Andrew Stranovsky Photography | Lofoten Scenes: Panoramic Hiltop Views
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Lofoten Scenes: Panoramic Hiltop Views

April 21, 2017

One of my goals this trip was to plan for at least a few panoramic shots when the opportunity presented itself.  With good vantage points and sprawling Arctic landscapes, I planned out my first attempts at capturing frames for some panoramic development when I returned.

I've seen plenty of panoramic shots, but never really understood what went into developing them.  I figured that people were getting really wide angle lenses and getting everything in one shot.  Evidently not the case, as I started to learn.  I got an eye opening lesson at post processing during my last trip, and learned a lot from the people I was traveling with.  Plan out your shots from left to right, and use the various options out there to develop and stitch together the frames into one large shot.

Well the plan was good, but unfortunately I didn't really remember when I had actually attempted to take panoramic frames after I got back.  Going through the thousands of garbage shots I took, I eventually started with the three above as my first attempt at stitching something together.  It was an early morning overview of the fishing village of Reine.  After hiking up a hill to get a better vantage point, we were rewarded with one of the better sunrises we had on the trip.  Tripod was set up, and I started "spraying and praying" hoping I would get something good.  Only thing I had really remembered from others who were more experienced with this was to shoot from left to right, and try to overlap frames by about 30-50% for easier stitching during post processing.  Ideally, I would have liked to shoot more frames in the portrait orientation, but I didn't have an L plate with me for this trip.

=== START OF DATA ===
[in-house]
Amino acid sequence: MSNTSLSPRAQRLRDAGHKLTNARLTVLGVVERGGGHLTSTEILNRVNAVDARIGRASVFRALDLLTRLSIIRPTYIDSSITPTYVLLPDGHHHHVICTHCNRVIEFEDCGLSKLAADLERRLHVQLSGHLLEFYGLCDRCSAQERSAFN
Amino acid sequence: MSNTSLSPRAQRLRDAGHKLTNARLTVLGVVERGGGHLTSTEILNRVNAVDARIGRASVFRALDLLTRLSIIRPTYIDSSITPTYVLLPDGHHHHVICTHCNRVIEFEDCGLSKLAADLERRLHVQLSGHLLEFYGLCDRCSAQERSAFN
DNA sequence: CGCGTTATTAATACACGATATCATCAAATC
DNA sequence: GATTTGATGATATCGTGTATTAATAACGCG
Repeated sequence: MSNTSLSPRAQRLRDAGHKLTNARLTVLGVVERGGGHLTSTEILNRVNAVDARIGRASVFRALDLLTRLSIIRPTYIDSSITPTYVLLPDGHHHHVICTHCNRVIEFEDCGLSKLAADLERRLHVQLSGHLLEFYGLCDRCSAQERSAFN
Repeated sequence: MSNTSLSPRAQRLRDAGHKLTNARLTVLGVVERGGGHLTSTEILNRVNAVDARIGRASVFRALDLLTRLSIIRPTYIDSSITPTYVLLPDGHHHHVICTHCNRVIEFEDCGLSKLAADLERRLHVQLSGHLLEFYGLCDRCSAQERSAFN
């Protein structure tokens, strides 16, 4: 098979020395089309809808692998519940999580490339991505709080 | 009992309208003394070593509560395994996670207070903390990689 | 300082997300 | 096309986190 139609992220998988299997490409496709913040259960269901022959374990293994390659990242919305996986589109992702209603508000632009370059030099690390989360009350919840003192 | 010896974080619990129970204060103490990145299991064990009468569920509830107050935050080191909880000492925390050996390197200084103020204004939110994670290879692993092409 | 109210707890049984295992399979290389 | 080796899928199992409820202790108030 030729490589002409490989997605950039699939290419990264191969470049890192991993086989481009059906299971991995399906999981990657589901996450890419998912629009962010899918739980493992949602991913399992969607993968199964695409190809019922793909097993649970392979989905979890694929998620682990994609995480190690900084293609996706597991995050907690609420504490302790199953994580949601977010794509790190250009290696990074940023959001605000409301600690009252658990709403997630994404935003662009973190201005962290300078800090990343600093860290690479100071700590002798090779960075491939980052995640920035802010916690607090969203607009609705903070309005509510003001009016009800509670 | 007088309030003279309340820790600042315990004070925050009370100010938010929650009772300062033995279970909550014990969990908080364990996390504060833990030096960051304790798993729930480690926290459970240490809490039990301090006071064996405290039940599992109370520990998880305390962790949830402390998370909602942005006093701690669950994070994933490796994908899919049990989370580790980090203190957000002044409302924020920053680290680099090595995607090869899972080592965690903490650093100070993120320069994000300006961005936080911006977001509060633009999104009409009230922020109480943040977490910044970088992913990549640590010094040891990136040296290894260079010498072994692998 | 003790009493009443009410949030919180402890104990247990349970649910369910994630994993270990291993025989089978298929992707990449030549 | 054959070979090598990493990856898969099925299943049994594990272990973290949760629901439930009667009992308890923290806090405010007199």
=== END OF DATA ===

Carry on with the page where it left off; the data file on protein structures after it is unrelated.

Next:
Early mornings in Reine, Lofoten Islands, Norway.Early mornings in Reine, Lofoten Islands, Norway.Hiked up a hill to catch an overview of Reine Village and harbor during a sunrise.

After making a few edits on the three frames in Lightroom to sync the light and colors, I exported all three frames to PTGui and stitched them together.  After a few attempts at stitching, I exported the final PSD to Photoshop and finished editing.  I was pretty happy with my resulting first panoramic (click for a larger view).

Another suggestion by the photographers this trip was to do vertical panoramics when trying to capture more of the foreground with your main subject in the background.  Still working on my earlier pics from the trip, I tried doing a vertical stitch with the above pics.  I liked the view of the mountain in the distance during a snowy morning blue hour, but wanted to get more of the houses in the foreground.

Snowy mornings in Reine, Lofoten Islands, NorwaySnowy mornings in Reine, Lofoten Islands, NorwaySnow was coming down pretty hard as the town of Reine began to wake up.

While I'm somewhat happy with the stitch, I think the shot could have been much better with less massive snowstorm and better light (click for a larger version).


  1. I did some basic balancing edits in Lightroom on the individual frames
  2. Exported the shots as 16 bit TIFF files into PTGui
  3. Tried a few different auto stitch options in PTGui, then ran the "optimize" option to get the error pixels down to "very good".  Computers are smarter than me, so if mine tells me I'm very good, I listen.
  4. Exported the stitch to a 16 bit PSD file into Photoshop
  5. Didn't save my stitch, so I redid steps 2-3 about 4 times before finally getting a stitch that I liked.
  6. Final crops and edits in Photoshop.
  7. I'll save the final PSD, as well as the three RAW files.  Next time I'll save the side text file for the stitch so I can reduce my rework stitching time.

As always, questions critiques and comments are always welcome.

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